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2000 Buick Century low beams

low beams wont go on

It is typical for people to drive around with one low beam out and not notice it. Then when the second on goes, you notice the complete lack of light. If you have a test light or volt meter see if you are getting juice at the light. If you don’t have either just try replacing the bulbs.

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That’s what I thought too, when both my 2000 Buick Century low beams would only work intermittently, that I wasn’t getting power to the lights, but I checked, and I was getting power even though the lights didn’t work. In this car, the low beams are always powered, but the ground wire is switched not the hot wire. My problem was a faulty switch inside the multi function turn signal lever, that switched between low and high beams. I was able to buy this switch on Amazon and change it out myself. The steering wheel had to be pulled but rather than make or buy a puller for this car, it uses hooks rather than studs, I was able to wiggle and thump on the wheel and it came lose without much effort. I saw guys do this on youtube. Not the professional way to do it, so I would recommend obtaining the proper steering wheel puller. I didn’t want to spend the time trying to obtain the proper one. I tried making one, but the 2 hooks wouldn’t fit in the pulling slots.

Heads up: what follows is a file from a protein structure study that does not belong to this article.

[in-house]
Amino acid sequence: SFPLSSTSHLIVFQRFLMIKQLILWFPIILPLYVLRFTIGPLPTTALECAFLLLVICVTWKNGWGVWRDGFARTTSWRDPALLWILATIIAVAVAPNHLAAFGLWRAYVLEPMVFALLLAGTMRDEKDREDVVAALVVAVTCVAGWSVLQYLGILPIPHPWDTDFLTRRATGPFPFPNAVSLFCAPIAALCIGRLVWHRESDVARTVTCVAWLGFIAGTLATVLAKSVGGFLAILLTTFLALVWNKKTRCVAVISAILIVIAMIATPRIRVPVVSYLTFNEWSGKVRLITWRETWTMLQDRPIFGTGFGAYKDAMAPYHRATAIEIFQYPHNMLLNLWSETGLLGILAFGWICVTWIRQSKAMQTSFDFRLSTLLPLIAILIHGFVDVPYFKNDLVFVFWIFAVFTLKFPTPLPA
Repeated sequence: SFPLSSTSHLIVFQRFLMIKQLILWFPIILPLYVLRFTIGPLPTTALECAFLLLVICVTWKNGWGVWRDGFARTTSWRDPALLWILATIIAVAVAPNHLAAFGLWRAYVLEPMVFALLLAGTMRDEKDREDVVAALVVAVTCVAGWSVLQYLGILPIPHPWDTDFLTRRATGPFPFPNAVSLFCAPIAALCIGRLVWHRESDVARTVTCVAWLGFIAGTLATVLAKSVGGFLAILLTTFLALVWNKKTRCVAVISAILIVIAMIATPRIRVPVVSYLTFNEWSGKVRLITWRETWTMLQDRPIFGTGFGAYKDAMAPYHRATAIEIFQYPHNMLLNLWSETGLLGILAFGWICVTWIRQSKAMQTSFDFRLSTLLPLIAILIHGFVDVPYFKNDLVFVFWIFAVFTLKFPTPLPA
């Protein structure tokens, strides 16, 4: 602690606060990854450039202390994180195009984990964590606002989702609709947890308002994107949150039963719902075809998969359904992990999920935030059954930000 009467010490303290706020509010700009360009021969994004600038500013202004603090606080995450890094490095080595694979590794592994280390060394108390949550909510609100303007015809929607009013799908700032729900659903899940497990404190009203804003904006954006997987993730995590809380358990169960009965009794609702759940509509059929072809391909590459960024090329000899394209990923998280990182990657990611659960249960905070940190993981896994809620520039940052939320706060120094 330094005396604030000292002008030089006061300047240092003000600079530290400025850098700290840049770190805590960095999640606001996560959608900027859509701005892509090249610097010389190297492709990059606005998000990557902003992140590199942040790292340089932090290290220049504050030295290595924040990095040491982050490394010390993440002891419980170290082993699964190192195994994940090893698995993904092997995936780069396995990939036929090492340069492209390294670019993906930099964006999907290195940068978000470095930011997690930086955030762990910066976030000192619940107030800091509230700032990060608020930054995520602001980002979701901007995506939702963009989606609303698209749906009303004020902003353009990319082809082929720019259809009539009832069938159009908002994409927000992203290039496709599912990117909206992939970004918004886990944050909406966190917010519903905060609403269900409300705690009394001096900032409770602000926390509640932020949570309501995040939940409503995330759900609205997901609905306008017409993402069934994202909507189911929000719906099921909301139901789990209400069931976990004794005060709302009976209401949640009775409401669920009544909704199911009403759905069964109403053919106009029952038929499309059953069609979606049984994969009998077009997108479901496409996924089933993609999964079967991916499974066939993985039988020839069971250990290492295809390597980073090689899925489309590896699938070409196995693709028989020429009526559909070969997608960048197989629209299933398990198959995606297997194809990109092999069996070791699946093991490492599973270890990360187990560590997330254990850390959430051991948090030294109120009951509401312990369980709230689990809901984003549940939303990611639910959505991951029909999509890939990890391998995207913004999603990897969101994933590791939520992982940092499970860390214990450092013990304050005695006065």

Another problem I had later with the low beams was that the left beam was intermittent. I found that the gang disconnect socket for all the wires going to the left headlight assembly which includes high beam, & turn signal lamp, had an individual female socket for the low beam headlamp, orange and black wire, that was broken and the pin that mates into it would make intermittent contact. Rather than try to buy the whole socket, new or used, and have to splice each wire to it, I was able to take a short individual strand of copper wire from stranded 12 guage electrical wire and bend it into a tiny oval shaped loop, and slide it into the broken individual socket for the low beam. This little shim kept the pin for the low beam on a bind, yet able to enter into the socket, fitting nice and tight. My low beams haven’t failed ever since.

NIce work - vernacular engineering is one term that fits. Also “to cobble something together.” I admire it. Thanks for letting us know.

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Thanks for your reply, shanonia, hopefully others will be able to keep any loose connections “gudenteit” like this without having to buy whole
new large connectors due to just one little flaw…